All Mixed Up:Interracial Relationships
As a country, we’ve come a long way in terms of racial equality and discrimination. Many people are moving past racial stereotypes and becoming more open minded and understanding of other cultures. The increase in interracial couples and children is proof that Americans are supporting this idea.
Interracial relationships can be a touchy subject for some. The thing is, they are nothing new. During slavery, owners would have sexual relationships with their slaves. Though they weren’t always consensual relationships, they existed nonetheless. Movies have been made, and plays and books have been written on this subject. It’s something that interests many people historically and socially.
From my experience with interracial relationships, I’ve never put a lot of thought into the race of the person I was dating. If they were cute, they were cute, it just didn’t matter their race. As I got older, I found that this didn’t always translate to my partner or their families.
My sophomore year I dated someone outside of my race and I had the opportunity to meet his parents on several occasions. They were very nice and welcoming and always seemed to be very accepting of their son’s and I relationship.
A year after we ended our relationship, I found this to be different. Our break up was unexpected and he told me it was because his father didn’t approve of him dating a black girl. Because of his father’s constant jokes and taunting, he felt that we’d be better off as friends.
Though I liked him a lot I had to learn the hard way that prejudice still exists and that it can easily overpower someone’s feelings for one’s feelings for his partner in a relationship.
Dating interracially is often seen as taboo in many cultures. In America, it has grown into a more accepted idea. According the most recent census data, 10 percent of all opposite-sex married couples differ in race. This is a 28 percent jump from 2000. With these numbers, it is obvious that America is taking its “melting pot” reputation to a new level. With schools now being more integrated, there are now more minorities going to college and entering the professional world. This is helping to change the notions and ideas many have about different ethnicities. Citizens are finding it hard to blame their hesitation to date outside of their race on the socioeconomic statuses of their counterparts. So, they have stopped blaming and started embracing.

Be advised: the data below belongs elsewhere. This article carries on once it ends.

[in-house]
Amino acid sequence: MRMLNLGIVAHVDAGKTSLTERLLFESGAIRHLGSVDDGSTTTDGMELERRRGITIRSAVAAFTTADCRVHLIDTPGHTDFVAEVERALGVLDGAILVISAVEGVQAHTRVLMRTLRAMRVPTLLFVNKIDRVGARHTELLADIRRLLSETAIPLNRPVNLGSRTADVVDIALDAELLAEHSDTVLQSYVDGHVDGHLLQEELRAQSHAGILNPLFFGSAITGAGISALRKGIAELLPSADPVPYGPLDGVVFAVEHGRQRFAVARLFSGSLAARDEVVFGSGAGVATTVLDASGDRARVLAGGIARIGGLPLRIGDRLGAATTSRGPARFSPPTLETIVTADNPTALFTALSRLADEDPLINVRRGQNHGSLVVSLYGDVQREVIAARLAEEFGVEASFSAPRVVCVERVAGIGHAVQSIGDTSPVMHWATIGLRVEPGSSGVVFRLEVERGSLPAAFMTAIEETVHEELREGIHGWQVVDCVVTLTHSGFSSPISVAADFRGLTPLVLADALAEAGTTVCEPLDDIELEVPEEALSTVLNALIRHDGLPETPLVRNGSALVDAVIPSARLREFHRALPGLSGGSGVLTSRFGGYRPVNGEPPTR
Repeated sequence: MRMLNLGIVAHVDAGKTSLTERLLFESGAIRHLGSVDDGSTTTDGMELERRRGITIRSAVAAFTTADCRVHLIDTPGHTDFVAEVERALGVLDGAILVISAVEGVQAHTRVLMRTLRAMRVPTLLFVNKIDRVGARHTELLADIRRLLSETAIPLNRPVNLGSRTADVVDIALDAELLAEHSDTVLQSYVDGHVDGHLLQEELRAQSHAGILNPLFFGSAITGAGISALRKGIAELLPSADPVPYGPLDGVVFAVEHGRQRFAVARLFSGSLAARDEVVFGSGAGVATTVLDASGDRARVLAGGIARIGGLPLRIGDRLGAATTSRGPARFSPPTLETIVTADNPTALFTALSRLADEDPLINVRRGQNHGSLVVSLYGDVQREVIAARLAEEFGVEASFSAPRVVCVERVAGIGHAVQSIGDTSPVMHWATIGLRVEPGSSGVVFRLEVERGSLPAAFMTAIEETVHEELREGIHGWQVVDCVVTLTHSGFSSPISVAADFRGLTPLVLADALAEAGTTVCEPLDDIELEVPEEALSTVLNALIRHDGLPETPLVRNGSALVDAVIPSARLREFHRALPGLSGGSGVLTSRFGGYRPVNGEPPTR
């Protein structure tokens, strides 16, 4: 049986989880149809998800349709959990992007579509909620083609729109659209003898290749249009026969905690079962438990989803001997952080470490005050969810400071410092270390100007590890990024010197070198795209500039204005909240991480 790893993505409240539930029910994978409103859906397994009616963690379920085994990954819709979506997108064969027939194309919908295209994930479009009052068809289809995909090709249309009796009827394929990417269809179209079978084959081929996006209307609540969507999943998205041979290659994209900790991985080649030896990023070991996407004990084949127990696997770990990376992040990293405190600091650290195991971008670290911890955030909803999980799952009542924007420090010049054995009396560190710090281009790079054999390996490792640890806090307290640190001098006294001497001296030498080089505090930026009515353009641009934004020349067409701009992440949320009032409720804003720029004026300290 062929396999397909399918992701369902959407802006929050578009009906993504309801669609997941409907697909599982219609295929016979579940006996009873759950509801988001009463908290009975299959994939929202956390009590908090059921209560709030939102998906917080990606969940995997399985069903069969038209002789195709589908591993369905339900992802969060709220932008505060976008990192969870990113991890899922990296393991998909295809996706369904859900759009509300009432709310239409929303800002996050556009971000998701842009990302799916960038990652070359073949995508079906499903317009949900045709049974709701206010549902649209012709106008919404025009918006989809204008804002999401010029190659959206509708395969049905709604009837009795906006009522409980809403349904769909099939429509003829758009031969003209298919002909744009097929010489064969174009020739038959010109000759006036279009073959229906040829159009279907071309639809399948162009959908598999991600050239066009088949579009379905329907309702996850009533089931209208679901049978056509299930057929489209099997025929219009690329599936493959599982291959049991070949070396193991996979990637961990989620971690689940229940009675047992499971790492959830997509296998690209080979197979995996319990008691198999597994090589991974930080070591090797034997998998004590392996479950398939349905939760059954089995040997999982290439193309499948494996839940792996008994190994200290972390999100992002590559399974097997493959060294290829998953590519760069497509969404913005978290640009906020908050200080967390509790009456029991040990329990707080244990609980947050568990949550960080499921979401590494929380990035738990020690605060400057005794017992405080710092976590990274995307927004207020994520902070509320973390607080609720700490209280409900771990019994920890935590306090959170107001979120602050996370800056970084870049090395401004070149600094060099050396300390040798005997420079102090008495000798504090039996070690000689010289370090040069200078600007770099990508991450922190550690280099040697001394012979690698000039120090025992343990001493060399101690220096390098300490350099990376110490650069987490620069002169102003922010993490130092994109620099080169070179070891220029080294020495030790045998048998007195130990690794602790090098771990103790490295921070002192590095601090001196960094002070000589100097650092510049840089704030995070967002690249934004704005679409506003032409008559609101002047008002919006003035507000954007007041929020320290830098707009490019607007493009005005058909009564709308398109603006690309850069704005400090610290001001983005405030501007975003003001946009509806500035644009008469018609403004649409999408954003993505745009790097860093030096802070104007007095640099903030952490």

I conducted a survey this week and shared it on my Twitter and Facebook. 71 people responded and the results were quite interesting. About 53 percent said they had dated outside of their race but when asked if they would consider marrying someone of a different race, 21 percent said no. Only 5.6 percent felt that race was a “deal breaker” when it came to dating where 28 percent said they race was completely unimportant in determining who to date.
These numbers hardly reflect a precisely accurate opinion of our peers, but it does give us some sort of idea of how we are viewing each other in terms of relationships and race. We’re working toward a greater good in terms of appreciation, love, life, equality and education. So try “Something New” and get your “Jungle Fever” on.
Rosalyn Taylor is a journalism and African American studies major, and a Traveler columnist.
Her column appears once a month.